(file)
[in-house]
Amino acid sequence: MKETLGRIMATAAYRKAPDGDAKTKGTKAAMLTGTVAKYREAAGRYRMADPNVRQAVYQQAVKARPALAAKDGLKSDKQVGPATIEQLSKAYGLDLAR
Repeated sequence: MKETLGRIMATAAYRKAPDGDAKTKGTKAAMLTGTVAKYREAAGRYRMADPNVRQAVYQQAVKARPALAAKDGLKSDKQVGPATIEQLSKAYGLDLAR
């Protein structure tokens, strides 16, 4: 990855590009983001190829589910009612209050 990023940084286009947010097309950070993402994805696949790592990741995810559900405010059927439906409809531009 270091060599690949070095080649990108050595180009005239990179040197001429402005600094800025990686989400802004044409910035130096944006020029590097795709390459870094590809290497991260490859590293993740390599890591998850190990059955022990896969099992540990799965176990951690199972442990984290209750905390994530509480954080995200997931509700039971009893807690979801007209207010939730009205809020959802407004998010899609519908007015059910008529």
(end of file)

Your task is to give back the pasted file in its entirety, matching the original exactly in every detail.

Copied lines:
[in-house]
Amino acid sequence: MKETLGRIMATAAYRKAPDGDAKTKGTKAAMLTGTVAKYREAAGRYRMADPNVRQAVYQQAVKARPALAAKDGLKSDKQVGPATIEQLSKAYGLDLAR
Repeated sequence: MKETLGRIMATAAYRKAPDGDAKTKGTKAAMLTGTVAKYREAAGRYRMADPNVRQAVYQQAVKARPALAAKDGLKSDKQVGPATIEQLSKAYGLDLAR
């Protein structure tokens, strides 16, 4: 990855590009983001190829589910009612209050 990023940084286009947010097309950070993402994805696949790592990741995810559900405010059927439906409809531009 270091060599690949070095080649990108050595180009005239990179040197001429402005600094800025990686989400802004044409910035130096944006020029590097795709390459870094590809290497991260490859590293993740390599890591998850190990059955022990896969099992540990799965176990951690199972442990984290209750905390994530509480954080995200997931509700039971009893807690979801007209207010939730009205809020959802407004998010899609519908007015059910008529």